Can anyone tell me what books Pastor Crippen is referencing in the last sermon in his series Domestic Violence and Abuse? It’s the one where they are telling wives to ignore their feelings and obey their husband, and that the husband will be “responsible” before God, so just obey. (I’m sorry for the rough paraphrasing) I feel like he was sitting in on the last counseling session I just had with my husband, our counselor and his wife! those were the exact things they are trying to tell me. 😦

    • Jeff Crippen

      anonymous- I believe the book is Me? Obey Him? by Elizabeth Rice Handford. Bad book. Very bad.

      • TB

        Oh my…I have read this book. UGH! It seems for every book that says “OBEY your husband, as unto the Lord” (sounds reasonable), there is a book that says “NO, this does not apply.” In my quest for answers I have read:

        The Excellent Wife
        Created to be his Helpmeet
        Me? Obey Him?
        You Can be the Wife of a Happy Husband
        Sacred Marriage
        Sacred Influence
        And on, and on, and on, and on…

        Part of my struggle is knowing which side of the fence to be on!!! It’s so frustrating. I think I have determined these books are helpful in a marriage that is semi-healthy to healthy, but not so much in a relationship like mine.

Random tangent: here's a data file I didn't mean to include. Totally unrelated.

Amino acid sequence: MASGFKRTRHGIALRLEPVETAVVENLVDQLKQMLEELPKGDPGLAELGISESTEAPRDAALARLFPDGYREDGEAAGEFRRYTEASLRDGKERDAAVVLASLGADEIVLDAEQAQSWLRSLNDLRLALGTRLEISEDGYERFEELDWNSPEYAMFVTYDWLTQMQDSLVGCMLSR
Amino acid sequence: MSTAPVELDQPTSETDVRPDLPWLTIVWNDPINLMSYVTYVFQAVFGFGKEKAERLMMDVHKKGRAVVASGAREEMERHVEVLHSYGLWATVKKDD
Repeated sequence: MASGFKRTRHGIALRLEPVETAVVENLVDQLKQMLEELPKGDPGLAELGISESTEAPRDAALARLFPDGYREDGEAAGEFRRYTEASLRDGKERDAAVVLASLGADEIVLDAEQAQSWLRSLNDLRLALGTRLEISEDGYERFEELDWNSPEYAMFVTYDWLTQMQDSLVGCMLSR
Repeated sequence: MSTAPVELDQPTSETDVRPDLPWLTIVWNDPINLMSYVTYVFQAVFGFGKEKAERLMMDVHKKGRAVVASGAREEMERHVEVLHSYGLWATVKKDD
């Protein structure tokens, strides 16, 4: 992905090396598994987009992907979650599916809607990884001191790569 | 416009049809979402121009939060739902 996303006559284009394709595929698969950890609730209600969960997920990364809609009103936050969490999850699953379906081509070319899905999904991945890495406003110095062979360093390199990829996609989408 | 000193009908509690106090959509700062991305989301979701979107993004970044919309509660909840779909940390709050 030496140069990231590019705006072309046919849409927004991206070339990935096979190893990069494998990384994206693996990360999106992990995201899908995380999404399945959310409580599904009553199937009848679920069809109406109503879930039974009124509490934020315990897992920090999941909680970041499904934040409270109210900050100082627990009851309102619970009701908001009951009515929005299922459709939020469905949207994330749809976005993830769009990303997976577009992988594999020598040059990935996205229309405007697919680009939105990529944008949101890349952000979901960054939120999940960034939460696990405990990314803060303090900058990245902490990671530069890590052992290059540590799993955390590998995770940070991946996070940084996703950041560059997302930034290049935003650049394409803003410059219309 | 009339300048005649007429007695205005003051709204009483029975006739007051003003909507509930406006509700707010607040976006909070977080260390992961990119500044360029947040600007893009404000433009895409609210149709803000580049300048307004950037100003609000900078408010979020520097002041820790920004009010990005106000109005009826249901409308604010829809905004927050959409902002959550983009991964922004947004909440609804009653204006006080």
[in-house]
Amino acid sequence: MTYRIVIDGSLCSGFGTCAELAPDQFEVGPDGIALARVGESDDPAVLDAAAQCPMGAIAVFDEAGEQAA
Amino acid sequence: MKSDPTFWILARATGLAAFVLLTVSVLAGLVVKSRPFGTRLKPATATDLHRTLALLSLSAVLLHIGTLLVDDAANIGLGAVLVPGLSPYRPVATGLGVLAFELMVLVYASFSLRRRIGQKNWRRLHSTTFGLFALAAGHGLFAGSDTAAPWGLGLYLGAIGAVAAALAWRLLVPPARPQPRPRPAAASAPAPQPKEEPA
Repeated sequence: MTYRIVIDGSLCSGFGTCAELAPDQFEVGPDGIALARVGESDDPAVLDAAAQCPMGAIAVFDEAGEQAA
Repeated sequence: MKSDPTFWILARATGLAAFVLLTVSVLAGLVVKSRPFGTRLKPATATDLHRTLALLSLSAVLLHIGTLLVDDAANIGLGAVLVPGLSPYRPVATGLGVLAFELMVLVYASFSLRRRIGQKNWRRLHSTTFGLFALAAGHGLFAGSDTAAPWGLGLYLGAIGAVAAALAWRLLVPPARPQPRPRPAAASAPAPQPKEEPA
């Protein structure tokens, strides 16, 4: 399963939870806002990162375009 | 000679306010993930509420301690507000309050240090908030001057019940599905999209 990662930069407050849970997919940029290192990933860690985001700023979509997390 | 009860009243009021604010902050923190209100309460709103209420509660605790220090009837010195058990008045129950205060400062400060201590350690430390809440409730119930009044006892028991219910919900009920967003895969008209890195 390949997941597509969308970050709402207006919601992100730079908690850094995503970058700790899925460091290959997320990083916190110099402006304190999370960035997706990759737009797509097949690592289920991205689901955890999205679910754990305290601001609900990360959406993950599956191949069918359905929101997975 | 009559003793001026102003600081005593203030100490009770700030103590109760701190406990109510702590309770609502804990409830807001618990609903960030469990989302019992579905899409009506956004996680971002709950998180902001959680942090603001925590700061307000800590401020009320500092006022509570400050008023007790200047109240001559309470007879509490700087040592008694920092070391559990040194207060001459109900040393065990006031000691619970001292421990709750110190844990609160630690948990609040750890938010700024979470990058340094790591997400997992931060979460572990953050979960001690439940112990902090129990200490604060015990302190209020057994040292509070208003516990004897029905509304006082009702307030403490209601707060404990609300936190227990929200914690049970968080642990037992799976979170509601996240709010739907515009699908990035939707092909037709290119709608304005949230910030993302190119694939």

2. anonymous

    thank you

    • CB

      TB,
      I too have given much consideration to all “these books” and struggled with the thought that these are helpful in semi-healthy marriages and not abusive ones. I have learned that the basic premise that these books are based on is an incorrect model. If the model doesn’t take into account unhealthy marriages, the model is missing something and flawed and needs to be reconsidered. It has the possibility of taking a healthier marriage into an unhealthier state. If it is not helping unhealthy marriages it is not helping healthier marriages. If you find a hole in your model then you know your model does not accurately describe reality and have an obligation to correct it or recall your model. If willingly not corrected, it will lead to great error and is deceptive.